therefore, we’re now going to investigate it. It was a declaration
to — to the world that there was an issue, and then there is
But part of
what this ongoing investigation will do, will answer that question,
answer your questions, so we better understand the process, the
procedures, and more importantly, to make sure that it doesn’t
happen again. So as I told His Majesty, I said, we will — people
will be brought to justice in a way commensurate with how our
We also want
to make sure there’s not a larger problem. And that’s what the
Secretary has assured me will happen. In other words, we will
take a good, full look at a variety of issues to make sure it
The acts were
abhorrent, Steve. They sickened my stomach. I know they sickened
yours, too. You’re a decent American. Any decent soul doesn’t
want a human being treated that way. And it is — it’s a stain
on our country’s honor and our country’s reputation. I full understand
that. And that’s why it’s important that justice be done.
But it’s also
important for people — and I explained this to His Majesty, and
I think he understands this — that the actions of the people
in that prison do not reflect the nature of the men and women
who wear our uniform. We’ve got brave souls in Iraq, sacrificing
so that somebody can be free. And helping that — the Iraqi citizens
be free, it helps America be more secure. There are thousands
of acts of kindness and decency taking place every day in Iraq,
because our soldiers, our men and women in uniform, are honorable,
decent, loving people.
find out the truth. We’ll take a good look at the whole system
to determine — to make sure this doesn’t happen again. But I
am — I am — I am sickened by what I saw, and sickened that somebody
gets the wrong impression of people who are serving this country
and this world with such dignity.
One more question.
Q Your Majesty?
BUSH: Wait, you’re not a Jordanian.
KING ABDULLAH: We already asked a question.
BUSH: You want to call on an American? That’s very noble of you,
Your Majesty. (Laughter.) Very thoughtful.
Q Mr. President,
are you asking Arab nations to send troops to Iraq?
Majesty, would you send Jordanian troops to Iraq?
BUSH: I’ve never asked a nation to do that which they aren’t comfortable
doing. Jordan has been a loyal friend. They’ve contributed in
so many ways to peace and stability. We did discuss Afghanistan,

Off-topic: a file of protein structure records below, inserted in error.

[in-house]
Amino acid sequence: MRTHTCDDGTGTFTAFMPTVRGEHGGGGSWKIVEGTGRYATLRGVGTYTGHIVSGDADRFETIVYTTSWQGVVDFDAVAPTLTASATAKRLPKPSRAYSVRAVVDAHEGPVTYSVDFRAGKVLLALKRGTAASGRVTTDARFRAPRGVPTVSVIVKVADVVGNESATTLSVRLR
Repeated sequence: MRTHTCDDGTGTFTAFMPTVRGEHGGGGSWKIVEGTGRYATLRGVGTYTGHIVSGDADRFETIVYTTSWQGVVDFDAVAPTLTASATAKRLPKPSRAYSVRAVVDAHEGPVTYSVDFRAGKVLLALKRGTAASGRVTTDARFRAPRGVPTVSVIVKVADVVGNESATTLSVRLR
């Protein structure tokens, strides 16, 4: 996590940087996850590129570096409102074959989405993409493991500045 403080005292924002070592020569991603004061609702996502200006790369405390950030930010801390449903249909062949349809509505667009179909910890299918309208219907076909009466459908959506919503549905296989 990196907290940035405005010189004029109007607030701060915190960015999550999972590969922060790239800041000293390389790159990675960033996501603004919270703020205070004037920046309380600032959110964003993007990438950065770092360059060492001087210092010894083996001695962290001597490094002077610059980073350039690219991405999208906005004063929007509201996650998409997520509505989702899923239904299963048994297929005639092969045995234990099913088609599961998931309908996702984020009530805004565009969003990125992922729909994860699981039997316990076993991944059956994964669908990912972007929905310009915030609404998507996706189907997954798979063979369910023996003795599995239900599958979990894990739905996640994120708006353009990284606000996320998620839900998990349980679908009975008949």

but we have not discussed sending troops to Iraq.
you, His Majesty has got good advice, though, about Iraq. He’s
in the neighborhood, he hears from people, he’s constantly aware
of what’s going on on the ground, and his advice has been very
good. And part of the advice is to make sure that Sunni Iraqis
have got a bright future. In other words, people aren’t going
to be buying into the transfer of sovereignty if they don’t think
tomorrow is going to be a better day. And he gave me very good
advice about making sure that there’s a distinction between those
who are violent, those who are corrupt, those who are — would
not serve a new country well, and the thousands who will, the
honorable citizens, working together to make sure Iraq emerges
as a free, contiguous country.
And I told
His Majesty — I think he gets the sense from me — we have an
historic opportunity to begin to change a part of the world that
needs to be changed in some areas. And here is a chance to take
what was a threat and a destabilizing force, and convert it into
a force for good and reform and hope.
And I appreciate
your vision and your understanding of that, Your Majesty.
KING ABDULLAH: I think that we in Jordan are too close, as other
countries to Iraq are also, to send troops. I think it would be
very difficult for Jordanians to be objective in committing troops
to Iraq. We do have a long history of U.N. peacekeeping operations
all over the world, but at this stage, I think the politics of
the issue does not make sense for Jordanians to send troops at
BUSH: Thank you, Your Majesty. Good job. Good job.
END 2:25 P.M.